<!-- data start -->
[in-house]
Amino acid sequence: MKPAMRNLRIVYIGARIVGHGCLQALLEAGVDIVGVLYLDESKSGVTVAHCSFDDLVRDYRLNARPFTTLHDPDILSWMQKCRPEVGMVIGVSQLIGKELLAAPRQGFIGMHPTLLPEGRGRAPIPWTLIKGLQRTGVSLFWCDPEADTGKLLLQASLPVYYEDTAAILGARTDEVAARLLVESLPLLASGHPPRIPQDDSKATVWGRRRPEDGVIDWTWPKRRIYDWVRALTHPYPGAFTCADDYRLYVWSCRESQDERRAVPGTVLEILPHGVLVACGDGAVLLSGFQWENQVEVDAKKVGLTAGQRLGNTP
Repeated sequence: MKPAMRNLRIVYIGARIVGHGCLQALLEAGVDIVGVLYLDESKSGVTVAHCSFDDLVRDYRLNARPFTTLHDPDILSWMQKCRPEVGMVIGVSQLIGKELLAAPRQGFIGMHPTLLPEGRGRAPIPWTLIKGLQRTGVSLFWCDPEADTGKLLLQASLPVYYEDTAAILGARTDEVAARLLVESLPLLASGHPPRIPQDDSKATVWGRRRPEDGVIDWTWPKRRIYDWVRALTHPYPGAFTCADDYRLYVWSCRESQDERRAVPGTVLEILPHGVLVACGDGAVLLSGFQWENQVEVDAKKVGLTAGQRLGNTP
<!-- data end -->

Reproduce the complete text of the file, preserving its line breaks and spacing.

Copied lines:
[in-house]
Amino acid sequence: MKPAMRNLRIVYIGARIVGHGCLQALLEAGVDIVGVLYLDESKSGVTVAHCSFDDLVRDYRLNARPFTTLHDPDILSWMQKCRPEVGMVIGVSQLIGKELLAAPRQGFIGMHPTLLPEGRGRAPIPWTLIKGLQRTGVSLFWCDPEADTGKLLLQASLPVYYEDTAAILGARTDEVAARLLVESLPLLASGHPPRIPQDDSKATVWGRRRPEDGVIDWTWPKRRIYDWVRALTHPYPGAFTCADDYRLYVWSCRESQDERRAVPGTVLEILPHGVLVACGDGAVLLSGFQWENQVEVDAKKVGLTAGQRLGNTP
Repeated sequence: MKPAMRNLRIVYIGARIVGHGCLQALLEAGVDIVGVLYLDESKSGVTVAHCSFDDLVRDYRLNARPFTTLHDPDILSWMQKCRPEVGMVIGVSQLIGKELLAAPRQGFIGMHPTLLPEGRGRAPIPWTLIKGLQRTGVSLFWCDPEADTGKLLLQASLPVYYEDTAAILGARTDEVAARLLVESLPLLASGHPPRIPQDDSKATVWGRRRPEDGVIDWTWPKRRIYDWVRALTHPYPGAFTCADDYRLYVWSCRESQDERRAVPGTVLEILPHGVLVACGDGAVLLSGFQWENQVEVDAKKVGLTAGQRLGNTP